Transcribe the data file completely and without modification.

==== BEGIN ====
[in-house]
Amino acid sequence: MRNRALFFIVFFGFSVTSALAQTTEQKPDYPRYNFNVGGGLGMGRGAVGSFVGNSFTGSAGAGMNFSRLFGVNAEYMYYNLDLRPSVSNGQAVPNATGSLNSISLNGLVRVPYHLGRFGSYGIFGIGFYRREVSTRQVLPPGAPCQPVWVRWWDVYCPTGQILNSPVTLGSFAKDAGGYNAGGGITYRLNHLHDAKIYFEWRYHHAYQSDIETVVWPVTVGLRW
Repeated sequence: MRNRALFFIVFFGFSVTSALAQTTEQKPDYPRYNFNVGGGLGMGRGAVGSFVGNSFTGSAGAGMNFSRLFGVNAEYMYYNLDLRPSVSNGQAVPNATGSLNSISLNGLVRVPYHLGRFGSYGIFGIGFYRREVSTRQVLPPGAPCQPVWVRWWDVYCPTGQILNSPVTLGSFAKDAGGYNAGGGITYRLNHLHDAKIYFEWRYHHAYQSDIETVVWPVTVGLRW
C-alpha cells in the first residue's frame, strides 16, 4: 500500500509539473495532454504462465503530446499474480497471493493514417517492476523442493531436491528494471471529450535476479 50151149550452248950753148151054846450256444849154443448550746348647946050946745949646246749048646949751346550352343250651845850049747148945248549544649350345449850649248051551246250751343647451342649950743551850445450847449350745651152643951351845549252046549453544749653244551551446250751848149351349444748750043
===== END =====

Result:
[in-house]
Amino acid sequence: MRNRALFFIVFFGFSVTSALAQTTEQKPDYPRYNFNVGGGLGMGRGAVGSFVGNSFTGSAGAGMNFSRLFGVNAEYMYYNLDLRPSVSNGQAVPNATGSLNSISLNGLVRVPYHLGRFGSYGIFGIGFYRREVSTRQVLPPGAPCQPVWVRWWDVYCPTGQILNSPVTLGSFAKDAGGYNAGGGITYRLNHLHDAKIYFEWRYHHAYQSDIETVVWPVTVGLRW
Repeated sequence: MRNRALFFIVFFGFSVTSALAQTTEQKPDYPRYNFNVGGGLGMGRGAVGSFVGNSFTGSAGAGMNFSRLFGVNAEYMYYNLDLRPSVSNGQAVPNATGSLNSISLNGLVRVPYHLGRFGSYGIFGIGFYRREVSTRQVLPPGAPCQPVWVRWWDVYCPTGQILNSPVTLGSFAKDAGGYNAGGGITYRLNHLHDAKIYFEWRYHHAYQSDIETVVWPVTVGLRW
C-alpha cells in the first residue's frame, strides 16, 4: 500500500509539473495532454504462465503530446499474480497471493493514417517492476523442493531436491528494471471529450535476479 50151149550452248950753148151054846450256444849154443448550746348647946050946745949646246749048646949751346550352343250651845850049747148945248549544649350345449850649248051551246250751343647451342649950743551850445450847449350745651152643951351845549252046549453544749653244551551446250751848149351349444748750043